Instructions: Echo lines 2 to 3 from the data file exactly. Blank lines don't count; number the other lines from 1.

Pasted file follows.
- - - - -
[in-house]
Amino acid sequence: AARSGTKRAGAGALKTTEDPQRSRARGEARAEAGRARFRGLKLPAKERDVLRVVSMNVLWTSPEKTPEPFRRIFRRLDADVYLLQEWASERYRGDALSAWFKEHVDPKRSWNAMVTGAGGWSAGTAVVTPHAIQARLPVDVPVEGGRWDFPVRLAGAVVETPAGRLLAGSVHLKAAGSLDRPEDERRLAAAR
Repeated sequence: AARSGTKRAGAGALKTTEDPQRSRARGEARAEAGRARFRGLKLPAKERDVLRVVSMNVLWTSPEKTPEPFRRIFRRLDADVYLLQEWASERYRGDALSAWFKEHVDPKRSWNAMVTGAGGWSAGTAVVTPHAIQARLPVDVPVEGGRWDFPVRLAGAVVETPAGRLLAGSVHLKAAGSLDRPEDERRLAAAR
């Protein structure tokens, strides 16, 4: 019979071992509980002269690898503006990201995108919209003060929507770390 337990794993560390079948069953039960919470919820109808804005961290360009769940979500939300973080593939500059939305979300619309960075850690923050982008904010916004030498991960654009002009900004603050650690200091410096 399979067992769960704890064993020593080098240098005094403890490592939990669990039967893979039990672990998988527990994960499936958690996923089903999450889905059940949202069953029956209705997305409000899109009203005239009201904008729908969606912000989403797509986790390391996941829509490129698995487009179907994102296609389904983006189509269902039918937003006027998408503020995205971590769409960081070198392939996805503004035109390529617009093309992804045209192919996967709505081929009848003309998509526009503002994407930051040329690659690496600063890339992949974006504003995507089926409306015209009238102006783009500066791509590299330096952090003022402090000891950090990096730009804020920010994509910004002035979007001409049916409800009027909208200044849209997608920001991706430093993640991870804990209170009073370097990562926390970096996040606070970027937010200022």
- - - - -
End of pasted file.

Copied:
Amino acid sequence: AARSGTKRAGAGALKTTEDPQRSRARGEARAEAGRARFRGLKLPAKERDVLRVVSMNVLWTSPEKTPEPFRRIFRRLDADVYLLQEWASERYRGDALSAWFKEHVDPKRSWNAMVTGAGGWSAGTAVVTPHAIQARLPVDVPVEGGRWDFPVRLAGAVVETPAGRLLAGSVHLKAAGSLDRPEDERRLAAAR
Repeated sequence: AARSGTKRAGAGALKTTEDPQRSRARGEARAEAGRARFRGLKLPAKERDVLRVVSMNVLWTSPEKTPEPFRRIFRRLDADVYLLQEWASERYRGDALSAWFKEHVDPKRSWNAMVTGAGGWSAGTAVVTPHAIQARLPVDVPVEGGRWDFPVRLAGAVVETPAGRLLAGSVHLKAAGSLDRPEDERRLAAAR